Languages at Prince Rock
At Prince Rock Primary School, we believe that the learning of a foreign language provides significant educational, social and cultural benefits for our children. Spanish lessons play an important role in developing children’s speaking, listening and literacy skills, self-confidence, and providing opportunities for enriching cross-curricular learning.
In an ever-diverse world, languages and international education encourage cultural understanding and mutually empowering relationships. We see language as a powerful tool for examining values, attitudes and developing skills to combat prejudice and promote self-esteem. Prince Rock Primary School is an inner city school with high levels of deprivation. Our international links are strong and we have been accredited with the International School’s Award. We also have links to a nearby secondary school where specialist languages teachers offer advice and workshops to colleagues teaching Spanish.
Creating a sense of learning through fun and ‘having a go’ without worrying about getting it wrong provides the basis for the LAT Primary Languages curriculum overview.
We have chosen to study Spanish at Prince Rock because there are more than 400 million native Spanish speakers in the world, making it the fourth most widely spoken language, with official language status in 21 different countries. An additional estimated 60 million people speak Spanish as a second language, bringing the total number of speakers to well over 500 million.
Significantly, we have a high proportion of pupils with English as an additional language, and believe that language-learning is an integral part of their education. We focus on language awareness and the acquisition of generic language skills, which is not only beneficial when learning Spanish but also English, home languages and future languages the children will learn.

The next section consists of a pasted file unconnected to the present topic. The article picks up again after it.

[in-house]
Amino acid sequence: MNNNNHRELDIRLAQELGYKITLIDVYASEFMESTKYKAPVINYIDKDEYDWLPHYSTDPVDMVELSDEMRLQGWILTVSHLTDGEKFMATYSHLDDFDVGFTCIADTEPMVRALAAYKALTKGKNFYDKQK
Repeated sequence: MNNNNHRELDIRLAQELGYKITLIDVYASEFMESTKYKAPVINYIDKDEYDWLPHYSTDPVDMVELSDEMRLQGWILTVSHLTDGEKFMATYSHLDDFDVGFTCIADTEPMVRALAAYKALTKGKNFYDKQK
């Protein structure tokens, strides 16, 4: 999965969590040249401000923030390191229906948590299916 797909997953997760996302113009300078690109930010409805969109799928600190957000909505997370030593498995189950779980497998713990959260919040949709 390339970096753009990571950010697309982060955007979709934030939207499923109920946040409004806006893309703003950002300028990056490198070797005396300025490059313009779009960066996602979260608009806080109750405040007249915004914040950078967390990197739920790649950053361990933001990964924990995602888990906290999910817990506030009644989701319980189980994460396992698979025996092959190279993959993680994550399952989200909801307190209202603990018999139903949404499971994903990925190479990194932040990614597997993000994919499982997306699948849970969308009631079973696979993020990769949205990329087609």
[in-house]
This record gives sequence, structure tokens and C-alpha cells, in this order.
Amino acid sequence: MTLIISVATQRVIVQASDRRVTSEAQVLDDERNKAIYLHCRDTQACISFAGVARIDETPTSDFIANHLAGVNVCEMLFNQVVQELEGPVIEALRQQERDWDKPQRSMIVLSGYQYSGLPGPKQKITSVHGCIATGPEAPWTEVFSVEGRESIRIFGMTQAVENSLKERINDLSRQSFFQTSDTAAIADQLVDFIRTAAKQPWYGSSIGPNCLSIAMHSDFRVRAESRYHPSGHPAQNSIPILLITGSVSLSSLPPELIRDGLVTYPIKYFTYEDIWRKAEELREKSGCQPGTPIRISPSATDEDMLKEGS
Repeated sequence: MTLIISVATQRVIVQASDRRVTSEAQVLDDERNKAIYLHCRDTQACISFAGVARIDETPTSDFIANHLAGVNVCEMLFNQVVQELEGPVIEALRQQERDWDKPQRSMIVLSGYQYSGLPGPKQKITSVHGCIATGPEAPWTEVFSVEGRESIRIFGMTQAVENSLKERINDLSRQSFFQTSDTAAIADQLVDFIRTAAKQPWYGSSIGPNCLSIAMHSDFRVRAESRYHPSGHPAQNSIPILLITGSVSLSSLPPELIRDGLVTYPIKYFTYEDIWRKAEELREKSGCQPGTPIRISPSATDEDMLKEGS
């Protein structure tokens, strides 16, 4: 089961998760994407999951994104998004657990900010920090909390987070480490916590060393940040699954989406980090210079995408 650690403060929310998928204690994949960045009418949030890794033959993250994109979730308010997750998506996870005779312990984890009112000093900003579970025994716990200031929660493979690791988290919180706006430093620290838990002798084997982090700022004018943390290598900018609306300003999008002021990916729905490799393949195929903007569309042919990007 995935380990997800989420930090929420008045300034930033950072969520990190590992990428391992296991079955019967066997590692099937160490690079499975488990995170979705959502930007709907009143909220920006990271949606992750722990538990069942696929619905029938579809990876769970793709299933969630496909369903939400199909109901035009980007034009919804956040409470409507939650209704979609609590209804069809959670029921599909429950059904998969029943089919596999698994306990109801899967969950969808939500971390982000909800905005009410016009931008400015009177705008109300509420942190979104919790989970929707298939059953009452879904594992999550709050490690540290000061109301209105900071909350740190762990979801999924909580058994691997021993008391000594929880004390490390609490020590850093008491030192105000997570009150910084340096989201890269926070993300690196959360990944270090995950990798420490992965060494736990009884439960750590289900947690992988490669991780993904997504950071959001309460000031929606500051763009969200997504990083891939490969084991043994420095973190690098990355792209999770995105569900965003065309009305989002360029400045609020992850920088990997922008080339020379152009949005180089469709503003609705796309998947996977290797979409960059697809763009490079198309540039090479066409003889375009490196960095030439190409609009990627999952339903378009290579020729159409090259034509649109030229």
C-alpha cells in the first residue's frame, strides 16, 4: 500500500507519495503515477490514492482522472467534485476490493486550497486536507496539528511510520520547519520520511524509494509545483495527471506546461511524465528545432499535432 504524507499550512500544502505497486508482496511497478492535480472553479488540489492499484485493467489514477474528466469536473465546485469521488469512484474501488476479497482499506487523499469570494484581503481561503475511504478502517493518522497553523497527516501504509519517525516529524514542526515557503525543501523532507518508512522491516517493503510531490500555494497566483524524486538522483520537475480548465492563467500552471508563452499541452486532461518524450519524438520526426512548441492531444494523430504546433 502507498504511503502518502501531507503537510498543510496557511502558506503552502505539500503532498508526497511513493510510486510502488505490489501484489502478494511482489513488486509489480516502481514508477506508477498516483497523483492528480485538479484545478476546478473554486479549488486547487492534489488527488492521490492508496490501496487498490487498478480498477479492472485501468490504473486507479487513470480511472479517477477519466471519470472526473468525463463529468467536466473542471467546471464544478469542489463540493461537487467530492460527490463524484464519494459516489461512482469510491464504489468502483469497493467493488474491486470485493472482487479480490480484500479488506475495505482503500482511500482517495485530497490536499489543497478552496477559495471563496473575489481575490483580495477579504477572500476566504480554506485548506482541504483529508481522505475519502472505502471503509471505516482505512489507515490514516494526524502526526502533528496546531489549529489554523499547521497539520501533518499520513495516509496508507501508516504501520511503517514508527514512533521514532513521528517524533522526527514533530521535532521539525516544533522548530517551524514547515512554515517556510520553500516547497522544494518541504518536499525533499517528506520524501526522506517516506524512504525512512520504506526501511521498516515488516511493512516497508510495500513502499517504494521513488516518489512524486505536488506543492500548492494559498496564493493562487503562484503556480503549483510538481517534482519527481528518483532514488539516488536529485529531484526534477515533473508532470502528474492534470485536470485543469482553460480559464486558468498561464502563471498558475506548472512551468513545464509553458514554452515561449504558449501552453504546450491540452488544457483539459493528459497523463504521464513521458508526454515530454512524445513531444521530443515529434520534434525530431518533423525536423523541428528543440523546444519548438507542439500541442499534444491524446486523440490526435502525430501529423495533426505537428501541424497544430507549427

Through our language teaching, children will learn the phonics of that language, develop linguistic competence, enjoys stories and rhymes and learn about key cultural features of countries of the language taught. They will extend their knowledge of how language works and explore differences and similarities between languages and English.
Primary Languages is an aspirational subject which sits centrally within the LAT ‘We Wills’. It should be an integral part of Key-Stage two classroom life; giving all of our children the opportunity to find out about the languages in the world around them and to explore their place within it.
- Spain is a popular holiday destination.
- Prepares children for secondary programme in Spanish or similar languages (French, Italian)
- Enable them to understand, speak and write in another language.
- Explore the Spanish culture.
- We believe that the learning of a foreign language provides significant education, social and cultural benefits for our children.
- Spanish lesson play an important role in developing children’s speaking, listening and literacy skills e.g. verb forms / oracy.
- They also develop self-confidence and provide opportunities for speaking in front of others.
- Spanish (like many European languages) are derived from Latin.
- Learning Spanish can help you understand certain meaning of words from your own language. Bilingual children have also mentioned that some of the words from Spanish are similar to their own language, giving them more confidence to learn.
- Spanish is a simple language to learn with many words being similar to English. We name these as cognates.